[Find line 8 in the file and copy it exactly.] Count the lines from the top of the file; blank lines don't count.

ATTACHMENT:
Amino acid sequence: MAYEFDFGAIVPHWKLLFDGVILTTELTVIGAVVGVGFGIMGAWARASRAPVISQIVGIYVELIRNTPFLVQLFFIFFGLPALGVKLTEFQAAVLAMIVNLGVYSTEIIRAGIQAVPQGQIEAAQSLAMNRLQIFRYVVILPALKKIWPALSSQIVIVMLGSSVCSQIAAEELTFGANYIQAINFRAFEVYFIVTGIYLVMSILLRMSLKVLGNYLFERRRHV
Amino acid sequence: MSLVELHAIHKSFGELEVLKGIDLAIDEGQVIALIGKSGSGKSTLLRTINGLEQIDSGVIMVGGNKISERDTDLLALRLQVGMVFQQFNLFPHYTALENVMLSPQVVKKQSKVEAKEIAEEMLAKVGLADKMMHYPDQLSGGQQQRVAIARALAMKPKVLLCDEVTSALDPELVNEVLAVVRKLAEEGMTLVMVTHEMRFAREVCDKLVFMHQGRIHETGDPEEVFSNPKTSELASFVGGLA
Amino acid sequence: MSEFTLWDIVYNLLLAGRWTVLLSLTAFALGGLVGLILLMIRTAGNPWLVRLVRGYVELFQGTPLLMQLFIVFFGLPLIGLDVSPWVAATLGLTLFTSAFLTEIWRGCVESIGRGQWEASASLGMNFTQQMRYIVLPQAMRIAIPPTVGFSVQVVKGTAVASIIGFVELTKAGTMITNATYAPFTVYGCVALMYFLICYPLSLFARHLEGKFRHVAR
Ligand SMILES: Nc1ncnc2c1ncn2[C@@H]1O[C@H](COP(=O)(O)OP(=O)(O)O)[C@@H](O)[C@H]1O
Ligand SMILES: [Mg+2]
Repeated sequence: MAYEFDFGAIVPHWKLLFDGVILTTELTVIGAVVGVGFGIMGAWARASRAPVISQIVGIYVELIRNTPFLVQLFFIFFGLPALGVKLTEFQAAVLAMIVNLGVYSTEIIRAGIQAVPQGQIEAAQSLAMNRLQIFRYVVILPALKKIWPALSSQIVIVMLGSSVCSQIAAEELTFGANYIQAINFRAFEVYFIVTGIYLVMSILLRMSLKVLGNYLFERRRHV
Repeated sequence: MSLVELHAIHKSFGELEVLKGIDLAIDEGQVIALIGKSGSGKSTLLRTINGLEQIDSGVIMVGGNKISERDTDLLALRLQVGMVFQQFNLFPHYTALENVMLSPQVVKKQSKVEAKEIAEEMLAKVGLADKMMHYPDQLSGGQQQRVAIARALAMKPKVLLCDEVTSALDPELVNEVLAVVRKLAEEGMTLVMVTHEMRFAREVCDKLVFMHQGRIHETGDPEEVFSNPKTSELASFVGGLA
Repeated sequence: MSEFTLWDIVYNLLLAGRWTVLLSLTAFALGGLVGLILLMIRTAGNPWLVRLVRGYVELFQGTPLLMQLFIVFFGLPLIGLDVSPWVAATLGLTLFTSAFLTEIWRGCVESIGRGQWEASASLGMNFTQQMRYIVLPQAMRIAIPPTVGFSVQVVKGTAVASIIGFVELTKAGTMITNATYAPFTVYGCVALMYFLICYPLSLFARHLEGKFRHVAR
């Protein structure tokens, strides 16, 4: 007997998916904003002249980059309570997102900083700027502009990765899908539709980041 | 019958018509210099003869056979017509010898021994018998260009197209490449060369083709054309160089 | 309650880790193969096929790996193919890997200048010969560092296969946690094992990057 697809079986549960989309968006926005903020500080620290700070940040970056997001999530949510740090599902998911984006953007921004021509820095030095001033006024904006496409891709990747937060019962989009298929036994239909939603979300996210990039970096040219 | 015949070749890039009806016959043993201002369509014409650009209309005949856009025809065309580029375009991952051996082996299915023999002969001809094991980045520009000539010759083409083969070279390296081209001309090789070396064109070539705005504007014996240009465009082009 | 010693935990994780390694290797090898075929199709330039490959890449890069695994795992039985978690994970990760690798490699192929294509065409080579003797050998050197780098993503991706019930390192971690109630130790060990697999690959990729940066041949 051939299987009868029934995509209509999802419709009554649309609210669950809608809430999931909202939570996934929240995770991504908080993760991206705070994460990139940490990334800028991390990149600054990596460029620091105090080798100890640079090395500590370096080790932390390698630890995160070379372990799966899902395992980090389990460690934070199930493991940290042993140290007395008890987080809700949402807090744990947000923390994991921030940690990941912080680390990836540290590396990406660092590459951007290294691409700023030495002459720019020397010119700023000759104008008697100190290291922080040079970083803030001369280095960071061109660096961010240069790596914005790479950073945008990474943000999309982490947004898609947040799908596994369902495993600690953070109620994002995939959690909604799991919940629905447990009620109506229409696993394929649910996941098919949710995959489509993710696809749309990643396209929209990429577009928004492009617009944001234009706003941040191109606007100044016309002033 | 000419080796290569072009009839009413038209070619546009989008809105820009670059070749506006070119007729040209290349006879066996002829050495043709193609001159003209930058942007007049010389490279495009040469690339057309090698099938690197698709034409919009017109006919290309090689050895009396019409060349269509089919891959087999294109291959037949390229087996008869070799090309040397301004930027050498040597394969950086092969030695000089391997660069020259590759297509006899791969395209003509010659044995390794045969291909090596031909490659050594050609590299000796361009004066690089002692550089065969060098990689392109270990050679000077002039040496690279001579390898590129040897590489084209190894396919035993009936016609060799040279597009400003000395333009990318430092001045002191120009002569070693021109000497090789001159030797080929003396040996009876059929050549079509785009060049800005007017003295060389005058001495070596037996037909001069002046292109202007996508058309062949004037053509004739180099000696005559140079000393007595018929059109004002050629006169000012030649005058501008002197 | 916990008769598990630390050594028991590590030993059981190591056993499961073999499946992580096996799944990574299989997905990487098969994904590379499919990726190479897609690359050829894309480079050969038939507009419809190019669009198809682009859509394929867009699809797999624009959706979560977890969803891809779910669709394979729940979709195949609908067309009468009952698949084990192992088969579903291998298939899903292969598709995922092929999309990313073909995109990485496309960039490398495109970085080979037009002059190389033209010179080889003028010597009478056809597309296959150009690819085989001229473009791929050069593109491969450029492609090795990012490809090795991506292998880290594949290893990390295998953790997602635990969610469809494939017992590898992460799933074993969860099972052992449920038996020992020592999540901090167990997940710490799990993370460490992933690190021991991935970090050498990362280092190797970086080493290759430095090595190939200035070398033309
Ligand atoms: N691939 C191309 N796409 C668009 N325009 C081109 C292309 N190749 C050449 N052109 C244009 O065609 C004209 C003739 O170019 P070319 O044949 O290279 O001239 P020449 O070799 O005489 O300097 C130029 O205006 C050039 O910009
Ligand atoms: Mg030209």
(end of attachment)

Repeated sequence: MSEFTLWDIVYNLLLAGRWTVLLSLTAFALGGLVGLILLMIRTAGNPWLVRLVRGYVELFQGTPLLMQLFIVFFGLPLIGLDVSPWVAATLGLTLFTSAFLTEIWRGCVESIGRGQWEASASLGMNFTQQMRYIVLPQAMRIAIPPTVGFSVQVVKGTAVASIIGFVELTKAGTMITNATYAPFTVYGCVALMYFLICYPLSLFARHLEGKFRHVAR